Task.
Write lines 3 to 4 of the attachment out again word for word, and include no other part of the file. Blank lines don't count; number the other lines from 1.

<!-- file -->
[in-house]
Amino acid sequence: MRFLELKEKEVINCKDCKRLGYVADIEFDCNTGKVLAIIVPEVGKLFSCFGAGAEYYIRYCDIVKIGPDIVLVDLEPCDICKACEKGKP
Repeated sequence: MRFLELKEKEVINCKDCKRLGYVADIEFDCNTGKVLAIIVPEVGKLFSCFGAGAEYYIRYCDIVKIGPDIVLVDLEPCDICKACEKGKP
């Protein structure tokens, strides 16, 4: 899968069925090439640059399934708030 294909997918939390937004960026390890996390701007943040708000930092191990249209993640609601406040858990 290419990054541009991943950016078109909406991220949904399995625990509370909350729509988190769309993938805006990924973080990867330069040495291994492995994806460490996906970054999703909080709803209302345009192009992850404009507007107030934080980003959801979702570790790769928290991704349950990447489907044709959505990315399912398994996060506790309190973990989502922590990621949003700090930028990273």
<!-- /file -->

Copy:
Repeated sequence: MRFLELKEKEVINCKDCKRLGYVADIEFDCNTGKVLAIIVPEVGKLFSCFGAGAEYYIRYCDIVKIGPDIVLVDLEPCDICKACEKGKP
């Protein structure tokens, strides 16, 4: 899968069925090439640059399934708030 294909997918939390937004960026390890996390701007943040708000930092191990249209993640609601406040858990 290419990054541009991943950016078109909406991220949904399995625990509370909350729509988190769309993938805006990924973080990867330069040495291994492995994806460490996906970054999703909080709803209302345009192009992850404009507007107030934080980003959801979702570790790769928290991704349950990447489907044709959505990315399912398994996060506790309190973990989502922590990621949003700090930028990273």